1. To create an inclusive workforce, consider a mindset of a more equitable global economy by lifting and empowering areas that struggle economically.

The Mercer Cost of Living Survey is a popular index that can help you compare the cost of living in different cities around the world. Using this index, you can ensure that your employees in different countries are paid fairly based on the cost of living in their location. However, I recommend that you do not stop at the base cost of living. In fact, it would be exploitative to do so. Utilizing data points on the cost of living in different countries set a baseline that you simply do not go under. They give you a view of the socioeconomic status of those whom you employ so that you can support them with opportunities they would not otherwise have, and if your company is out to make a difference, then your company can use this data to target areas where brilliant-minded individuals are often overlooked despite having the same talents as those in more developed countries.

2. Pay diverse talent by measuring the skills and experience of employees with a quantifiable method that strips subjective biases that can lead to discrimination.

The traditional method to qualify job candidates’ skills and experience during the first stage of hiring is by looking at their resumes. By reviewing a candidate’s resume, you can get an idea of their skills and experience. This information can then be used to set the candidate’s compensation– but it is not quantifiable data. Any subjective interpretations can be made when reading a resume, bringing in subtle and unconscious biases in regards to age, nationality, gender, and more. The same goes for speaking to candidates during an interview. To combat this, use objective data when measuring the skills and experience of job candidates.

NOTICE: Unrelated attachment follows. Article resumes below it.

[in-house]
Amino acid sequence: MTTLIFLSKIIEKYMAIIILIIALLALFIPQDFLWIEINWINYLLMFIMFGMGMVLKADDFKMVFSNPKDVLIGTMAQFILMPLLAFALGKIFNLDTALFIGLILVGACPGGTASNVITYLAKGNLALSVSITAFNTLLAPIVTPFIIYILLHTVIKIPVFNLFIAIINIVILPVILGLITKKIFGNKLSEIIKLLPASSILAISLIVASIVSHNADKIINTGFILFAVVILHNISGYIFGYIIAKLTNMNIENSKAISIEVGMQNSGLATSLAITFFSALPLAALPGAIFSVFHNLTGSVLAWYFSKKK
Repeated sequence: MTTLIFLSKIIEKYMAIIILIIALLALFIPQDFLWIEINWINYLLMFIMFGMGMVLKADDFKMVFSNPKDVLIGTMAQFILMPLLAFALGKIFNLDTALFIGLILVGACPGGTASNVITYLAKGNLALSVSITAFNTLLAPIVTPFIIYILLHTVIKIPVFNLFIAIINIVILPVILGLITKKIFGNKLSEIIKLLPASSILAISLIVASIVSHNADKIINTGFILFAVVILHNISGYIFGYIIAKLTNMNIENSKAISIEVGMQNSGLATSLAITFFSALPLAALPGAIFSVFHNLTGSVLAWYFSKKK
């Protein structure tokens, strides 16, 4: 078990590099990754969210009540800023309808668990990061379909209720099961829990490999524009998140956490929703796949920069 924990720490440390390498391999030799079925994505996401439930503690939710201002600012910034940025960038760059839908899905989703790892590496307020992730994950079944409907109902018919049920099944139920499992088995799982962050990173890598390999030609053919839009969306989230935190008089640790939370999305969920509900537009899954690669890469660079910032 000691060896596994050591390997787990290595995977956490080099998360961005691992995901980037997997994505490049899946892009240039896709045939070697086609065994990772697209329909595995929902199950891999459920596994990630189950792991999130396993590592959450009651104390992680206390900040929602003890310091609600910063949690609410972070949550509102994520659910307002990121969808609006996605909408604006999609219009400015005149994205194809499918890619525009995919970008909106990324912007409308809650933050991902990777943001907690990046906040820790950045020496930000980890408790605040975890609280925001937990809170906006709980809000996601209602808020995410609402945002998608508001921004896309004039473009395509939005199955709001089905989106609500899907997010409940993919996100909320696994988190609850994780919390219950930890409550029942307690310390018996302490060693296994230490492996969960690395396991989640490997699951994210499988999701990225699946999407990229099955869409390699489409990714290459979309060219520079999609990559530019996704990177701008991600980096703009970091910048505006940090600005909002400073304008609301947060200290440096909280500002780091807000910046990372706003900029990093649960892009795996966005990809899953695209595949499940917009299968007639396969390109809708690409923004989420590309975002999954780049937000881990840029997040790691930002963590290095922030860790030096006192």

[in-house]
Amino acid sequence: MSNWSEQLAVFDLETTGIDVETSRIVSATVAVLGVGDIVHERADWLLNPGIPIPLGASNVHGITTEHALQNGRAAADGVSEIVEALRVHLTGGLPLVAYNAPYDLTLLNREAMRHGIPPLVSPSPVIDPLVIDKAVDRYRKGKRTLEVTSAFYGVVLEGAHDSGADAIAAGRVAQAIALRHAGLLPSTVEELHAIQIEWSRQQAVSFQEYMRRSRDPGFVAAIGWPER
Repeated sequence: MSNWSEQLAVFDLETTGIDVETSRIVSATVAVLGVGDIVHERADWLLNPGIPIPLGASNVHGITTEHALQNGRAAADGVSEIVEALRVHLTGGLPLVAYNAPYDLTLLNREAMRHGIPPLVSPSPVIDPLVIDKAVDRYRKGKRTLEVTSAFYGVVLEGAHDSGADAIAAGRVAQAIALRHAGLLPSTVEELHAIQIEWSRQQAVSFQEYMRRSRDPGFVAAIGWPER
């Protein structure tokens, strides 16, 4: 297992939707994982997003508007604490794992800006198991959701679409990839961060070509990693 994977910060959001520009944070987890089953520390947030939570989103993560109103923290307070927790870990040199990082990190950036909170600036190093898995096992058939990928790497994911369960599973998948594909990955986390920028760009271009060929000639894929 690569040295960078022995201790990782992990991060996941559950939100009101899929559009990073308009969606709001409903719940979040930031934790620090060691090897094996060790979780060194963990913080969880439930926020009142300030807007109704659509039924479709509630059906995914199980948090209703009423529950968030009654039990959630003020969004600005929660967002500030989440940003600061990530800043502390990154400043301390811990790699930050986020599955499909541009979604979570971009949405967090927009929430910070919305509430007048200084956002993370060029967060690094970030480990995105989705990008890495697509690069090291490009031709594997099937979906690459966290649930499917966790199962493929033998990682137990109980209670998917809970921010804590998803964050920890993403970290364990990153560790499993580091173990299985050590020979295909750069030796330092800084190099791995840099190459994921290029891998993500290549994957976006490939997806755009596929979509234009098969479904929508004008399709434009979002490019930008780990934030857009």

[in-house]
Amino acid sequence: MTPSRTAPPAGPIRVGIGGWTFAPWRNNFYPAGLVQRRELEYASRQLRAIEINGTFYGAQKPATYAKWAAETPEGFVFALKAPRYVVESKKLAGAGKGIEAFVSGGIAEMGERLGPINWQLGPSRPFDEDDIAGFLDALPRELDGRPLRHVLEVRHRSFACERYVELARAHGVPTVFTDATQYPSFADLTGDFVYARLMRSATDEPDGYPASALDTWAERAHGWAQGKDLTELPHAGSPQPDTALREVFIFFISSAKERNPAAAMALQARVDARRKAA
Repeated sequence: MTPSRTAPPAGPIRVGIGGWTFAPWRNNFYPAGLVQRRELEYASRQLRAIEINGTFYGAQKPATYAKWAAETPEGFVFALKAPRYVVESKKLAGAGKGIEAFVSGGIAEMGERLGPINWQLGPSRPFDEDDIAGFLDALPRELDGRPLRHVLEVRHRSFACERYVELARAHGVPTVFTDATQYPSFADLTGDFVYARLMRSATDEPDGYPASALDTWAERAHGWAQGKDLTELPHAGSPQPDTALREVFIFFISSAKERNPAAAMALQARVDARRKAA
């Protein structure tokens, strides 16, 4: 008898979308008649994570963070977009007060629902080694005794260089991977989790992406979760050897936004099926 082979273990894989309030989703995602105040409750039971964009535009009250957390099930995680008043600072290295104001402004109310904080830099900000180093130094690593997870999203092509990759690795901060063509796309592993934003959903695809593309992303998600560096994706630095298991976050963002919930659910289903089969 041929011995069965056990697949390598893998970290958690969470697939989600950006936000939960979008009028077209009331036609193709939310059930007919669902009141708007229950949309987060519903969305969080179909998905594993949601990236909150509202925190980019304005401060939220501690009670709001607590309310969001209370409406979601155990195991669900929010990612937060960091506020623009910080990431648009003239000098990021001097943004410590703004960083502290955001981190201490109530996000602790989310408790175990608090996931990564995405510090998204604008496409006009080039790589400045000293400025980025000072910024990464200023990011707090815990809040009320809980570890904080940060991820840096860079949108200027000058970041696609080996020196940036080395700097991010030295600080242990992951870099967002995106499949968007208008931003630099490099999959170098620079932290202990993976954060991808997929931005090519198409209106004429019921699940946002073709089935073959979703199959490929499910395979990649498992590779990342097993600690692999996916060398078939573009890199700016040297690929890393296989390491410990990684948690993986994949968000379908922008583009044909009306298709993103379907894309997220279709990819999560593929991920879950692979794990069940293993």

One way to do this is by using pre-employment assessments. Pre-employment assessments are tests that measure a job candidate’s skills and abilities. By using these assessments, you can get a more accurate picture of a candidate’s skills and experience. This data can then be used to set the candidate’s compensation, ensuring that they are being paid fairly for their skills and experience. When building a pre-employment assessment, take the following factors into consideration:

  1. The types of skills that are being assessed. Make sure that the assessments are measuring the skills that are relevant to the job. For example, if you are hiring a software engineer, assesses their coding ability rather than their writing ability.
  2. The difficulty of the assessment. Make sure that the assessment is challenging enough to accurately measure the candidate’s skills. If the assessment is too easy, then it will not be an accurate measure of the candidate’s abilities.
  3. The time limit of the assessment. Ensure the assessment can be completed in a reasonable amount of time. If the assessment takes too long, candidates may become frustrated and give up before finishing.

In order to create inclusive and equitable compensation structures for diverse workforces, companies should take into account the different skills, experiences, abilities, and cultural backgrounds of their employees. By doing so, companies can ensure that all employees are fairly compensated for their work.

To ensure the most inclusive and equitable pre-employment assessments, take the following factors into account:

  1. Language barriers. If you are hiring globally, make sure that the assessments are available in different languages. This will ensure that all candidates have a fair opportunity to showcase their skills.
  2. Cultural differences. Assessments should be culturally-sensitive to avoid any bias. For example, an assessment that is based on Western cultural norms may be unfair to candidates from other cultures.
  3. Different learning styles. Assessments should be designed to accommodate different learning styles. For example, some candidates may learn better through visual aids while others may learn better through auditory aids.